Audiophiles have worked diligently to alert the rest of the world to products with superior sound quality, and to warn us away from expensive gimmicks that have middling features at best. Unfortunately, the downside of most high quality audio equipment is the sticker price. But with some soldering skills and a bit of hardware, you can build your own professional-level audio equipment around an ESP32 and impress almost any dedicated audiophile.
The list of features the tiny picoAUDIO board packs is impressive, starting with a 3.7 watt stereo amplifier and a second dedicated headphone amplifier. It also has all of the I/O you would expect something based on an ESP32 to have, such as I2S stereo DAC, an I2S microphone input, I2C GPIO extenders and, of course, a built-in MicroSD card reader. The audio quality is impressive too, and the project page has some MP3 files of audio recorded using this device that are worth listening to.
Whether you want the highest sound quality for your headphones while you listen to music, or you need a pocket-sized audio recording device, this might be the way to go. The project files are all available so you can build this from the ground up as well. Once you have that knocked out, you can move on to building your own speakers.
Continue reading “Professional Audio On An ESP32”
One of the most common problems in the world of microcontrollers is running out of resources. Sometimes it’s memory, where the code must be pared down to fit into the flash on the microcontroller. Other times, as [Fabien] found out when he ran out of pins, the limitations are entirely physical. Not one to give up, he managed to solve the problem by using one pin for two tasks
. (Google Translate from French
During a recent project, [Fabien] realized he had forgotten to add a piezo buzzer to his project. All of the other pins were in use, though, so his goal was to use one of the input pins to handle button presses but to occasionally switch to output mode when the piezo buzzer was needed. After all, the button is only used at certain times, and the microcontroller pin sits unused otherwise. After a few trials, he has a working solution that manages to neither burn out itself nor the components in the circuit, and none of the components interfere with the other’s normal operation.
While it isn’t the most technically advanced thing we’ve ever seen here, it is a great example of using the tools at your disposal to elegantly solve a problem. More than that, though, it’s a thorough look into the details of pull-up and pull-down resistors, how microcontrollers see voltage as logic levels, and how other pieces of hardware interact with microcontrollers of all different types. This is definitely worth a read, especially if you are a beginner in this world.
There’s a reason that the bog-standard serial port will never die. It’s just so robust and simple. When you need a console that will absolutely work with minimal software and hardware, UART is the way to go. Because of this, UART hacks abound. Here’s a new one to us, and a challenge to our readers.
[Tiziano Bacocco] decided to use UART signals as a type of PWM to create audio. That’s right, he’s plugging the serial TX line straight into a speaker. This gives you eight possible PWM output voltage levels. The trick is using some Python code (using the awesome pyserial module) to down-quantize the audio data to fit these eight possible values and then push them out at the correct sampling rate.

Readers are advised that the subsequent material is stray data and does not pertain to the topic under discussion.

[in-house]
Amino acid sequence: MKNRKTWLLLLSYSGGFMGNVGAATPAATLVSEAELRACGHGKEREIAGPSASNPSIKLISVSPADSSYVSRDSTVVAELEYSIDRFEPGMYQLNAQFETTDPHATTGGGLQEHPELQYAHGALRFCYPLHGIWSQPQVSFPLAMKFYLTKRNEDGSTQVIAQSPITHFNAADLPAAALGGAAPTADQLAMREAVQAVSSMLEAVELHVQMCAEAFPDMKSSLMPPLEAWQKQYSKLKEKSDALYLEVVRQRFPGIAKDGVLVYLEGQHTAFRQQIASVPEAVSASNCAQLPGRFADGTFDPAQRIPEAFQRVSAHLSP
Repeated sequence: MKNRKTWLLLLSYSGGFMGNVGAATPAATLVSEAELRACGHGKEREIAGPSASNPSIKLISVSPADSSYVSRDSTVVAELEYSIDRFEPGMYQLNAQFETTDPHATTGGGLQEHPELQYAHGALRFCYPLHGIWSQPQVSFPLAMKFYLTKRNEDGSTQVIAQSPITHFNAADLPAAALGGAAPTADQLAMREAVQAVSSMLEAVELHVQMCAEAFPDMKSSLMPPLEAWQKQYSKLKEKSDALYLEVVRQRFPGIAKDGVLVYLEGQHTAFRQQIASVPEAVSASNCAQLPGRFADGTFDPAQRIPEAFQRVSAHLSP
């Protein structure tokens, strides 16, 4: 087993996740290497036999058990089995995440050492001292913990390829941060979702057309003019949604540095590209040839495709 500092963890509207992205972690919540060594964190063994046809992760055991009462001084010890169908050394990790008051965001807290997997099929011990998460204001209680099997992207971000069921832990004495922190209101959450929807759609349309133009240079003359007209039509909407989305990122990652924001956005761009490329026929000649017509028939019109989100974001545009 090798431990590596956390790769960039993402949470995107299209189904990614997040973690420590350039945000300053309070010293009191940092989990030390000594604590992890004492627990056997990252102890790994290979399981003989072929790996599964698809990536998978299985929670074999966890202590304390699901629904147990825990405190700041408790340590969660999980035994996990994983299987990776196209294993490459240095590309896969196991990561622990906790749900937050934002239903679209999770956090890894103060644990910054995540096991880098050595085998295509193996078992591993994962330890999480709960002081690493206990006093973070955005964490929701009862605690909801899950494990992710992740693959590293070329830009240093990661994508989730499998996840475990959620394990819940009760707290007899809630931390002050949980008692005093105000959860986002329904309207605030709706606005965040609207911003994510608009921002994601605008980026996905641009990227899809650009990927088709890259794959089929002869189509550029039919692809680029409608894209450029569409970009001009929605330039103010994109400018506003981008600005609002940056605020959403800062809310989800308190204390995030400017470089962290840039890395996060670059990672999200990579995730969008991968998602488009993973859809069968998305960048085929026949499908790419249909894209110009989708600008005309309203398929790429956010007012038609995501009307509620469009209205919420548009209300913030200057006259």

ffmpeg is used to pre-process the files.
Continue reading “Audio Out Over UART”
You can buy nice audio breakout equipment for your iPod if you don’t mind breaking the bank. This is partly because the demand is not incredibly high so commercial breakout hardware doesn’t benefit from volume discounts. But it’s also because Apple charges licensing fees for third-party accessories (often referred to as the “Apple Tax”). [Reed Ghazala] decided to side-step the whole situation by building his own accessory which he calls the iPad Audio Desk.
It all starts with a breakout board. The PodBreakout Mini provides an easy to solder interface for the iPad, and ensures that the repetitive act of plugging and unplugging the connection doesn’t break a solder connection. From there [Reed’s] enclosure finishing skills take over. The shape and curve of the aluminum sheet give the look befitting an expensive tablet device. Along the back you can see the jacks for line-in, line-out, video, mic/guitar, and headphones that make the dock useful. It wouldn’t be hard to make one… but it might be hard to make one look this great. See for yourself after the break.
Continue reading “Experimental Music IPad Dock”
Needing to test the display interface for a multitude of different sensors [Fileark] built himself this analog and digital input/output simulator. Along the bottom is a double row of trimpots that adjust analog voltages. Each voltage is measured by the Arduino inside and its value is displayed on the graphic LCD screen to confirm that the hardware you’re testing is making correct measurements. There’s also digital I/O in two different forms. To the upper left are momentary push buttons but the DIP switch bank below that allows the same connections to be toggled on and off. It’s not an automated test bed, but if you’ve got a lot of I/O, or a lot of hardware to test this will save you some real time.
Don’t miss the demonstration video after the break.
Continue reading “Mixed I/O Testing Module”
Sometimes a project has more sensors, buttons, or LEDs than your microcontroller has pins. The PCF8574 is an easy way to add 8 low-speed input or output pins to a microcontroller. A configurable address lets multiple PCF8574s exist on the same bus, so two microcontroller pins can control dozens of IO pins. We’ll show you how to use this chip below.
Continue reading “Parts: 8bit IO Expander (PCF8574)”